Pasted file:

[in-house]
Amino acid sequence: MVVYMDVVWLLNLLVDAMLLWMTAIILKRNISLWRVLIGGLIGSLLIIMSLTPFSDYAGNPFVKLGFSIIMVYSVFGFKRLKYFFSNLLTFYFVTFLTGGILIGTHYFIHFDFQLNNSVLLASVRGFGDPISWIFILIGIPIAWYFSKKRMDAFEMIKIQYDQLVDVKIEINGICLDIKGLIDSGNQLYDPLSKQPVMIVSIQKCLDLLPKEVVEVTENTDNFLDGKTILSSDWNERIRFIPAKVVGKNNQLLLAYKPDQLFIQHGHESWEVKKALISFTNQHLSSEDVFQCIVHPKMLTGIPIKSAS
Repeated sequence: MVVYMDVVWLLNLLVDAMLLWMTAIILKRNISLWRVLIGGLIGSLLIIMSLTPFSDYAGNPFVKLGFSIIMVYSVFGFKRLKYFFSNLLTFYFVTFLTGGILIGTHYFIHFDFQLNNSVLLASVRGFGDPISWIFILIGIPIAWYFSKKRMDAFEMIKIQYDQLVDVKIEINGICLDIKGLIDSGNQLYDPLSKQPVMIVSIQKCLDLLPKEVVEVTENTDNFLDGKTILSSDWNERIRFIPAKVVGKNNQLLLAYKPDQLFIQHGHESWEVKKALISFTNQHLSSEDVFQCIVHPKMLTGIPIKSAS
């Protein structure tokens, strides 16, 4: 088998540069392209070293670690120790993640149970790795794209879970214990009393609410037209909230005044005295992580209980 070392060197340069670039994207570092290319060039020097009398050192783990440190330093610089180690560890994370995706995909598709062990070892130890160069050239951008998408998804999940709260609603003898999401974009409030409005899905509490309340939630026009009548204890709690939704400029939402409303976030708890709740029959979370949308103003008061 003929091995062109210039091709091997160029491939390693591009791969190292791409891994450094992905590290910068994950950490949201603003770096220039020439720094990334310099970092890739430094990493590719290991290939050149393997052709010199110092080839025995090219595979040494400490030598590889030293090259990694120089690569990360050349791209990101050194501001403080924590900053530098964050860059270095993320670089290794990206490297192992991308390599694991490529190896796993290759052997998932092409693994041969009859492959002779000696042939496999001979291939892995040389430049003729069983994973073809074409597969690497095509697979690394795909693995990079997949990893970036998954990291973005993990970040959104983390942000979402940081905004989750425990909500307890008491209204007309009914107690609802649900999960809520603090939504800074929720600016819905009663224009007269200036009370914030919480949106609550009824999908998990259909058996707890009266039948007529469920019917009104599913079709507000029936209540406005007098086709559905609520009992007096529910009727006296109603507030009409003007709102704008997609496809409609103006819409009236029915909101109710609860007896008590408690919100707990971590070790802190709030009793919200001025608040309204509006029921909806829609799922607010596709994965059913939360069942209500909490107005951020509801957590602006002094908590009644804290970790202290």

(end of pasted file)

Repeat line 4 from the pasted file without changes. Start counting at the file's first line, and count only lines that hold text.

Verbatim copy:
């Protein structure tokens, strides 16, 4: 088998540069392209070293670690120790993640149970790795794209879970214990009393609410037209909230005044005295992580209980 070392060197340069670039994207570092290319060039020097009398050192783990440190330093610089180690560890994370995706995909598709062990070892130890160069050239951008998408998804999940709260609603003898999401974009409030409005899905509490309340939630026009009548204890709690939704400029939402409303976030708890709740029959979370949308103003008061 003929091995062109210039091709091997160029491939390693591009791969190292791409891994450094992905590290910068994950950490949201603003770096220039020439720094990334310099970092890739430094990493590719290991290939050149393997052709010199110092080839025995090219595979040494400490030598590889030293090259990694120089690569990360050349791209990101050194501001403080924590900053530098964050860059270095993320670089290794990206490297192992991308390599694991490529190896796993290759052997998932092409693994041969009859492959002779000696042939496999001979291939892995040389430049003729069983994973073809074409597969690497095509697979690394795909693995990079997949990893970036998954990291973005993990970040959104983390942000979402940081905004989750425990909500307890008491209204007309009914107690609802649900999960809520603090939504800074929720600016819905009663224009007269200036009370914030919480949106609550009824999908998990259909058996707890009266039948007529469920019917009104599913079709507000029936209540406005007098086709559905609520009992007096529910009727006296109603507030009409003007709102704008997609496809409609103006819409009236029915909101109710609860007896008590408690919100707990971590070790802190709030009793919200001025608040309204509006029921909806829609799922607010596709994965059913939360069942209500909490107005951020509801957590602006002094908590009644804290970790202290």